Full… Metal… Jacket.
Best war film ever made, bar none. Give Stanley Kubric the Vietnam war, a southern drill instructor turned actor, and a script that included the immortal line “I wanted to see exotic Vietnam, jewel of southeast Asia. I wanted to meet new and interesting people from an ancient and stimulating culture and… kill them. I wanted to be the first kid on my block to get a confirmed kill.” If they’ve ever stuffed a better line into a movie, I missed it.
The movie is often criticized because it begins with a bitingly sardonic portrayal
of Marine boot camp and then moves to a slightly less interesting war phase.
So too is it with Half-Life: Opposing Force, the expansion pack by Gearbox
Software. It starts off with a slick recreation of the training portion of Full
Metal Jacket, replacing Half-Life‘s original training suite, and
then moves into a good but ultimately all-too-familiar campaign. Occasionally
there are flashes of brilliance, but in the end Half-Life: Opposing Force
does not surprise nor excite.
Half-Life was essentially the most successful
gimmick parade in gaming history. The levels were jam packed with neat little
challenges and puzzles that kept your interest and gave you something to do
other than just shoot. Helicopters would drop troops on you, claymore mine wires
had to be avoided, tanks had to be molested – it was tons of fun. But outside
of the terrific level design, Half-Life only really upped the ante in
the First Person Shooter genre in terms of Artificial Intelligence and storytelling.
None of that means that it wasn’t a great game or that it did not deserve an
“A.” In fact, after finishing the game I recall feeling depressed
because I didn’t think I’d ever play anything that good again (which was the
case until I played the fully patched version of Ultima
IX Ascension. Why oh why did they release it too early?).
So anything based on Half-Life has to find new ways of titillating.
Unfortunately, outside of the training sequence, Half-Life: Opposing Force
is merely an amusing retread back to a place you’ve already been to do things
you’ve already done. There are new enemies, new weapons, and good presentation,
but it ultimately falls flat in the face of nagging déjí vu.
The premise is good. You are Andrew Shepard, an inexperienced marine who is shipped of to the Black Mesa Research Facility (setting of Half-Life) for a training exercise. That is, until your plane is shot down and you find yourself in a world of aliens, broken machinery, and hurt. Essentially, you are playing a sugarcoated version of the soldier’s role in Half-Life, which was to kill the hero, Gordon Freedman. Well, nerds with physics degrees can’t stand up to US Marines, can they? History would disagree.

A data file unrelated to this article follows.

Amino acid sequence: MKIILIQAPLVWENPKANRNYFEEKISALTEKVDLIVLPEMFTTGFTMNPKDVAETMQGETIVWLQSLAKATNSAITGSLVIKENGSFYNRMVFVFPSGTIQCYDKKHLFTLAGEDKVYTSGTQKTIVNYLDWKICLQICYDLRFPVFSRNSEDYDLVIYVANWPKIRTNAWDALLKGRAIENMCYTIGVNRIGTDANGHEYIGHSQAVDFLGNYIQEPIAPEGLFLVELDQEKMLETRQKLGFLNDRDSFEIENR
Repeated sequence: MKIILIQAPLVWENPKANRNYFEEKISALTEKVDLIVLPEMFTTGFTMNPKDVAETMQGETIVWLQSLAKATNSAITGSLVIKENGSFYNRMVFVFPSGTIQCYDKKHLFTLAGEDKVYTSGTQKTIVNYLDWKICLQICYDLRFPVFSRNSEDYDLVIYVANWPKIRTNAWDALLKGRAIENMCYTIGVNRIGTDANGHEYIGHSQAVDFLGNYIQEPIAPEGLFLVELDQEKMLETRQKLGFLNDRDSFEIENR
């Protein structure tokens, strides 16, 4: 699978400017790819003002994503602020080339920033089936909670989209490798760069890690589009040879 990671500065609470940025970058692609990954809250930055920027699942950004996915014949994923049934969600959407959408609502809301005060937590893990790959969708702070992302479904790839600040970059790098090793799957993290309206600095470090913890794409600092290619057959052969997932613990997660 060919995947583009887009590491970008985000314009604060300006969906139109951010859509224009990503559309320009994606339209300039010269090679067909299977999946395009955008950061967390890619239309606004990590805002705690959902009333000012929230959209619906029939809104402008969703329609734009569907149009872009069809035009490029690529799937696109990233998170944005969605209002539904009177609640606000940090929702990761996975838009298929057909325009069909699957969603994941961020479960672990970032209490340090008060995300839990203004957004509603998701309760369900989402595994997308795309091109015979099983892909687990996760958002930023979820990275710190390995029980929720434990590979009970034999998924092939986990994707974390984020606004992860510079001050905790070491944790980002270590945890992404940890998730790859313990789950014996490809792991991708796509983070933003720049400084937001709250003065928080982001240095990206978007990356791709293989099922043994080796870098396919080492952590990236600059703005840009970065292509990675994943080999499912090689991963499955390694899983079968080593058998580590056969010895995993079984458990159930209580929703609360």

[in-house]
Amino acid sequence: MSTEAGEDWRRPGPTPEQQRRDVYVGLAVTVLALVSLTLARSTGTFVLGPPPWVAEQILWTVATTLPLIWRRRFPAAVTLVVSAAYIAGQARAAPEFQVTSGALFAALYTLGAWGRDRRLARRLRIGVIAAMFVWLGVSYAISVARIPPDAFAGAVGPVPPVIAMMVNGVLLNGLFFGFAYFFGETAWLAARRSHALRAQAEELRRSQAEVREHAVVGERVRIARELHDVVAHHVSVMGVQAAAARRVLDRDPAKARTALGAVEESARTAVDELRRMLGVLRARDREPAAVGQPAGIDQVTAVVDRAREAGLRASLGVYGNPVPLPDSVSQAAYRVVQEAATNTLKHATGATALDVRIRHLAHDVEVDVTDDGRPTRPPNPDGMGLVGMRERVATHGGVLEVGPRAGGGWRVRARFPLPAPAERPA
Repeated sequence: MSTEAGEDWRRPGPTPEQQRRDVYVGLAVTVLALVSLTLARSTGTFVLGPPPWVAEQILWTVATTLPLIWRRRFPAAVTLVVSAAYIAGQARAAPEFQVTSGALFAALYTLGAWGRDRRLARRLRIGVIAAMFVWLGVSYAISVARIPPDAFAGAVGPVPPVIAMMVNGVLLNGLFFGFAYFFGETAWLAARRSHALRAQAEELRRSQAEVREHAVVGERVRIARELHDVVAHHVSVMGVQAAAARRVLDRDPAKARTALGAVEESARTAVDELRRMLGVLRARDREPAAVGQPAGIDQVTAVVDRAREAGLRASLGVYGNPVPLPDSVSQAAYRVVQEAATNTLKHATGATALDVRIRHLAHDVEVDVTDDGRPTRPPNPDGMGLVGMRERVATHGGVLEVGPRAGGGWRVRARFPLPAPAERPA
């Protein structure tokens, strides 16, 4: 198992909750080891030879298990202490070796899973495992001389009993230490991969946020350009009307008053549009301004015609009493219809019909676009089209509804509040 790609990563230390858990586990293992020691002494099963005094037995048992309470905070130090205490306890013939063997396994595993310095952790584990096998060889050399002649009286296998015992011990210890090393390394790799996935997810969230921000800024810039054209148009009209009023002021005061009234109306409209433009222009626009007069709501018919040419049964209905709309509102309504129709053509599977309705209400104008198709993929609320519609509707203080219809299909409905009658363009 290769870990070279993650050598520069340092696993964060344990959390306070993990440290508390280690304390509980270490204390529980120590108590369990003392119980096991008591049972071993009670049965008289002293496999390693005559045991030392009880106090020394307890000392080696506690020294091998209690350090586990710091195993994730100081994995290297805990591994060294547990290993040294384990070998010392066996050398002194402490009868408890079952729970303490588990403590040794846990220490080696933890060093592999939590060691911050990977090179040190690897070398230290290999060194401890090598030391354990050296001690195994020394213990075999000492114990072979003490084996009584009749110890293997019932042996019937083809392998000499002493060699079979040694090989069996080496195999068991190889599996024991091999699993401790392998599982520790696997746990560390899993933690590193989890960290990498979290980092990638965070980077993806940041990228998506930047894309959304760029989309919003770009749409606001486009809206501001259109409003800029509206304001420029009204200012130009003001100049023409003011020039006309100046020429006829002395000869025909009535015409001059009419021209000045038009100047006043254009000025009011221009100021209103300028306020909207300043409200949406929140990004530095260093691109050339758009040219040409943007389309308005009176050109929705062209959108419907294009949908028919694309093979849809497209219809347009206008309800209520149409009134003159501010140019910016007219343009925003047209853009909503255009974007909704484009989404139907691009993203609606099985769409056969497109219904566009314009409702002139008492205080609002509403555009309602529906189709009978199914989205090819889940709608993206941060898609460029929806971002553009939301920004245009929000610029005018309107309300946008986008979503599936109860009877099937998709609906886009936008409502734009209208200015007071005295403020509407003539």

The quality of the maps
in Oppsing Force oscillates between good enough and inspiring. While
never bad, they lack the consistent quality of the original. Furthermore, the
designers seemed content to take the old challenges that Half-Life presented,
modify them, give them a new setting, and ship them off. While the basic material
is still great, the effect of this regurgitation is much like leftover pasta
– it just ain’t quite right.
Also, they didn’t quite go far enough in their plagiarism of the original
to end the thing properly. The pack ends abruptly, in a thoroughly unsatisfying
manner. Someone tells you that the final battle is around the corner. You fight
a slimy thing, and then it’s over. Huh? This expansion pack will most likely
give you an understanding of what your girlfriend feels like (no no, Johnny,
YOUR girlfriend. – Ed.).
Aside from the questionable level design, the rest of Opposing Force
is pretty solid. The new weapons are as meaty and damaging as you would expect
of America’s finest, government-sanctioned psychopaths. The new monsters are
all well designed and challenging. You can also get help from fellow soldiers
(who are more helpful in combat than security guards), medics who can heal you,
and engineer troops who can cut through doors. Plot elements are reasonably
well integrated and the audio is handled nicely.
Opposing Force also adds some new goodies to multiplay, which should please everyone not already spending all their time with the superlative Team Fortress Classic and Counterstike mods. It’s a slick production overall, just uninspiring.
It’s not a bad expansion. It still contains that Half-Life mystique,
but doesn’t add anything of real value to the core gameplay and limits itself
to gussying up old gimmicks in new clothes. Half-Life fans looking for
more quality single-player action should check out Opposing Force, as
it does entertain, but don’t expect anything too special.